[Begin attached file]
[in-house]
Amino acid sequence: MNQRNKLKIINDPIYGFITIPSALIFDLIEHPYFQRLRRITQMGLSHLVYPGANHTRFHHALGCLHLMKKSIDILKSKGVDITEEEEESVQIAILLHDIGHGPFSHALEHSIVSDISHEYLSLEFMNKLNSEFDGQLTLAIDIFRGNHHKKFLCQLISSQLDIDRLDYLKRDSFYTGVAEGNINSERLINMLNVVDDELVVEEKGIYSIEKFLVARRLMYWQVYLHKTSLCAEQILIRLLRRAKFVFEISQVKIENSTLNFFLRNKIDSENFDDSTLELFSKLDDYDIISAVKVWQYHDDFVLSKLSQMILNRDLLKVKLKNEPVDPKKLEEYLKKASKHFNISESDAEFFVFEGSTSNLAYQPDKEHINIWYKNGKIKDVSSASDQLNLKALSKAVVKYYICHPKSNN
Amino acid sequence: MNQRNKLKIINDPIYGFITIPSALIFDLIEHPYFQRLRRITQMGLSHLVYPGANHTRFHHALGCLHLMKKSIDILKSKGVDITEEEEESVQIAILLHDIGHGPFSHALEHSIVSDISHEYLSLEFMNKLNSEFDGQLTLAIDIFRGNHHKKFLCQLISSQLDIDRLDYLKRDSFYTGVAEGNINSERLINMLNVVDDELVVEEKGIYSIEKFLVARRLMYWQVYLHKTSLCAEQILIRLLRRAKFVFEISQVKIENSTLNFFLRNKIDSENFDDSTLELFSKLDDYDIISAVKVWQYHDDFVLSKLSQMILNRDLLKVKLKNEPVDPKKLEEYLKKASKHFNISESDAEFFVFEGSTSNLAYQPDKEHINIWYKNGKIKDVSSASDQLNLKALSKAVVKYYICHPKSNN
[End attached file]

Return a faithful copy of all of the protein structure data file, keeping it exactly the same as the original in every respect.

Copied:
[in-house]
Amino acid sequence: MNQRNKLKIINDPIYGFITIPSALIFDLIEHPYFQRLRRITQMGLSHLVYPGANHTRFHHALGCLHLMKKSIDILKSKGVDITEEEEESVQIAILLHDIGHGPFSHALEHSIVSDISHEYLSLEFMNKLNSEFDGQLTLAIDIFRGNHHKKFLCQLISSQLDIDRLDYLKRDSFYTGVAEGNINSERLINMLNVVDDELVVEEKGIYSIEKFLVARRLMYWQVYLHKTSLCAEQILIRLLRRAKFVFEISQVKIENSTLNFFLRNKIDSENFDDSTLELFSKLDDYDIISAVKVWQYHDDFVLSKLSQMILNRDLLKVKLKNEPVDPKKLEEYLKKASKHFNISESDAEFFVFEGSTSNLAYQPDKEHINIWYKNGKIKDVSSASDQLNLKALSKAVVKYYICHPKSNN
Amino acid sequence: MNQRNKLKIINDPIYGFITIPSALIFDLIEHPYFQRLRRITQMGLSHLVYPGANHTRFHHALGCLHLMKKSIDILKSKGVDITEEEEESVQIAILLHDIGHGPFSHALEHSIVSDISHEYLSLEFMNKLNSEFDGQLTLAIDIFRGNHHKKFLCQLISSQLDIDRLDYLKRDSFYTGVAEGNINSERLINMLNVVDDELVVEEKGIYSIEKFLVARRLMYWQVYLHKTSLCAEQILIRLLRRAKFVFEISQVKIENSTLNFFLRNKIDSENFDDSTLELFSKLDDYDIISAVKVWQYHDDFVLSKLSQMILNRDLLKVKLKNEPVDPKKLEEYLKKASKHFNISESDAEFFVFEGSTSNLAYQPDKEHINIWYKNGKIKDVSSASDQLNLKALSKAVVKYYICHPKSNN